Andrew Lensen, Bing Xue, Mengjie Zhang



Container Vessel Stowage Planning System Using Genetic Algorithm

This paper deals with the container stowage planning problem, an important and a complex problem in maritime logistic optimization. The variant tackled in this work involves several constraints, inspired by real-life problems and application found in the literature. Given the complexity of the problem, which belongs to the class of $$\mathcal {NP}$$-hard problems, a novel evolutionary metaheuristic algorithm is developed and designed. Considering the ability and flexibility of Genetic Algorithm (GA). The approach is based on a two-phase procedure, one for master planning and the other for allocation of the containers into slots. GA parameters are analyzed to achieve practical and best results. The system offers stowage allocation solutions for both phases, thus offering flexibility for a wide variety of vessels and route combinations.

Miri Weiss Cohen, Vitor Nazário Coelho, Adi Dahan, Izzik Kaspi

The Artificial Immune Ecosystem: A Bio-Inspired Meta-Algorithm for Boosting Time Series Anomaly Detection with Expert Input

One of the challenges in machine learning, especially in the Big Data era, is to obtain labeled data sets. Indeed, the difficulty of labeling large amounts of data had lead to an increasing reliance on unsupervised classifiers, such as deep autoencoders. In this paper, we study the problem of involving a human expert in the training of a classifier instead of using labeled data. We use anomaly detection in network monitoring as a field of application. We demonstrate how using crude, already existing monitoring software as a heuristic to choose which points to label can boost the classification rate with respect to both the monitoring software and the classifier trained on a fully labeled data set, with a very low computational cost. We introduce the Artificial Immune Ecosystem meta-algorithm as a generic framework integrating the expert, the heuristic and the classifier.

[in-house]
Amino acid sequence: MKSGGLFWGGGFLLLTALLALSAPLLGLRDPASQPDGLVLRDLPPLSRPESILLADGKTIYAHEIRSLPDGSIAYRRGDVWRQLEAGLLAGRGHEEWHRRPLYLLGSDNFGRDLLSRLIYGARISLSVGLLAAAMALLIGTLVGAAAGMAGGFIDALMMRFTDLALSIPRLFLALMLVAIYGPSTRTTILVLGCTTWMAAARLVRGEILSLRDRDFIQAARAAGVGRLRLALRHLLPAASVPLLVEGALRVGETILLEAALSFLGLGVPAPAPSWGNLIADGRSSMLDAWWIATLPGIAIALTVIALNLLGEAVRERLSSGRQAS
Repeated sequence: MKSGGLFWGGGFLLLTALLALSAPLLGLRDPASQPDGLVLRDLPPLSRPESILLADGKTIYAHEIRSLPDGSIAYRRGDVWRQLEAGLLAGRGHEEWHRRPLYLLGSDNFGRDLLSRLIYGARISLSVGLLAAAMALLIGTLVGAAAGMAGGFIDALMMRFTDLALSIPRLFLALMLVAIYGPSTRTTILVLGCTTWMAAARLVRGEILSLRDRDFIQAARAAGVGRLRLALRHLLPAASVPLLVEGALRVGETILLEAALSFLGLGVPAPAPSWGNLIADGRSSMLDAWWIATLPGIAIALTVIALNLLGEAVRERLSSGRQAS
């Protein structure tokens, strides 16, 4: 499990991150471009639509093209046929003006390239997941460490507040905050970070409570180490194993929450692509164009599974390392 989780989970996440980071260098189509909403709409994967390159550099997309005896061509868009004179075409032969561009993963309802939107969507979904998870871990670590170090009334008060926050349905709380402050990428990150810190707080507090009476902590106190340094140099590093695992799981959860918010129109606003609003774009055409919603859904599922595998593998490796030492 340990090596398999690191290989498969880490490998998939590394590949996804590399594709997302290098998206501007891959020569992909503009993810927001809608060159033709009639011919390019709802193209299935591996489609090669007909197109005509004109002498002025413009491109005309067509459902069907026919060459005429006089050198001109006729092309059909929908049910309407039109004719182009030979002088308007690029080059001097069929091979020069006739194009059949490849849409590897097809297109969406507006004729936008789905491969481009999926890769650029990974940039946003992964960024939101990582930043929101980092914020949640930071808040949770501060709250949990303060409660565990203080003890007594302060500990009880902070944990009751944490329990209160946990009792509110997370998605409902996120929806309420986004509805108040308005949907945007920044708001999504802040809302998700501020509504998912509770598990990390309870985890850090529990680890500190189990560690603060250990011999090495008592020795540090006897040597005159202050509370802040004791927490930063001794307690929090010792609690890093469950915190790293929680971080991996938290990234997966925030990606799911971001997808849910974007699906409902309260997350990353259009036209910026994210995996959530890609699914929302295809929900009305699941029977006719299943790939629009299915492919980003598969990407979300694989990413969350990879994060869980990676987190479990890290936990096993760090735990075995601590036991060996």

Fabio Guigou, Pierre Collet, Pierre Parrend

Empirical Analysis of Optimization Methods for the Real-World Dial-a-Ride Problem

This paper deals with solving the Dial-a-Ride Problem (DARP) for an on-demand delivery start-up company which delivers products to its customers from their corresponding pick-up points within guaranteed time intervals. The primary goal of the company is to minimize its operational costs while fulfilling the orders under the constraints on time window, duration, carrier capacity and ride time. This problem is formulated as the real-world DARP, and two methods are empirically evaluated by using Mixed Integer Programming (MIP) and Genetic Algorithm (GA) frameworks. The experiments are done on the simulated data provided by the company. The results show that a heuristic approach is more suitable for the real-world problem to meet the time window limitations.